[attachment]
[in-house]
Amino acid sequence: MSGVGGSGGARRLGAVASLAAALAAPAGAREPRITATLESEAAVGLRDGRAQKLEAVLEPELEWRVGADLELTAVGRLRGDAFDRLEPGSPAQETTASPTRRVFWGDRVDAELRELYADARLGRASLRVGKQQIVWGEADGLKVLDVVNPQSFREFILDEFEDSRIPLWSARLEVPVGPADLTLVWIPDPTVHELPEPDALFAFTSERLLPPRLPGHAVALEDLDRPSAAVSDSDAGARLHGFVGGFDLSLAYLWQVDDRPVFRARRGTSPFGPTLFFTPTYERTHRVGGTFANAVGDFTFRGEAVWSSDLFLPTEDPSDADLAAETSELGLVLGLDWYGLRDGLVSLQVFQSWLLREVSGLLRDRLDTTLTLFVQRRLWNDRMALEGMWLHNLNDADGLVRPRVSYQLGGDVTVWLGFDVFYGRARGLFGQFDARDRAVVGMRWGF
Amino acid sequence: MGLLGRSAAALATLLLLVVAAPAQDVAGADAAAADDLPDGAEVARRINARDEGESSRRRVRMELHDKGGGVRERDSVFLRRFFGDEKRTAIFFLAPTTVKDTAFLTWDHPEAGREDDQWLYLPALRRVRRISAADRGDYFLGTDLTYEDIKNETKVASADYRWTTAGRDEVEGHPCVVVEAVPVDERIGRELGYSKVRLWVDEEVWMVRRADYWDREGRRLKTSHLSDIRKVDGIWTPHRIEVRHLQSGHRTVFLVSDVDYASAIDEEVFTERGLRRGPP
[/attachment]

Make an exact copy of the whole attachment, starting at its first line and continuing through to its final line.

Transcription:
[in-house]
Amino acid sequence: MSGVGGSGGARRLGAVASLAAALAAPAGAREPRITATLESEAAVGLRDGRAQKLEAVLEPELEWRVGADLELTAVGRLRGDAFDRLEPGSPAQETTASPTRRVFWGDRVDAELRELYADARLGRASLRVGKQQIVWGEADGLKVLDVVNPQSFREFILDEFEDSRIPLWSARLEVPVGPADLTLVWIPDPTVHELPEPDALFAFTSERLLPPRLPGHAVALEDLDRPSAAVSDSDAGARLHGFVGGFDLSLAYLWQVDDRPVFRARRGTSPFGPTLFFTPTYERTHRVGGTFANAVGDFTFRGEAVWSSDLFLPTEDPSDADLAAETSELGLVLGLDWYGLRDGLVSLQVFQSWLLREVSGLLRDRLDTTLTLFVQRRLWNDRMALEGMWLHNLNDADGLVRPRVSYQLGGDVTVWLGFDVFYGRARGLFGQFDARDRAVVGMRWGF
Amino acid sequence: MGLLGRSAAALATLLLLVVAAPAQDVAGADAAAADDLPDGAEVARRINARDEGESSRRRVRMELHDKGGGVRERDSVFLRRFFGDEKRTAIFFLAPTTVKDTAFLTWDHPEAGREDDQWLYLPALRRVRRISAADRGDYFLGTDLTYEDIKNETKVASADYRWTTAGRDEVEGHPCVVVEAVPVDERIGRELGYSKVRLWVDEEVWMVRRADYWDREGRRLKTSHLSDIRKVDGIWTPHRIEVRHLQSGHRTVFLVSDVDYASAIDEEVFTERGLRRGPP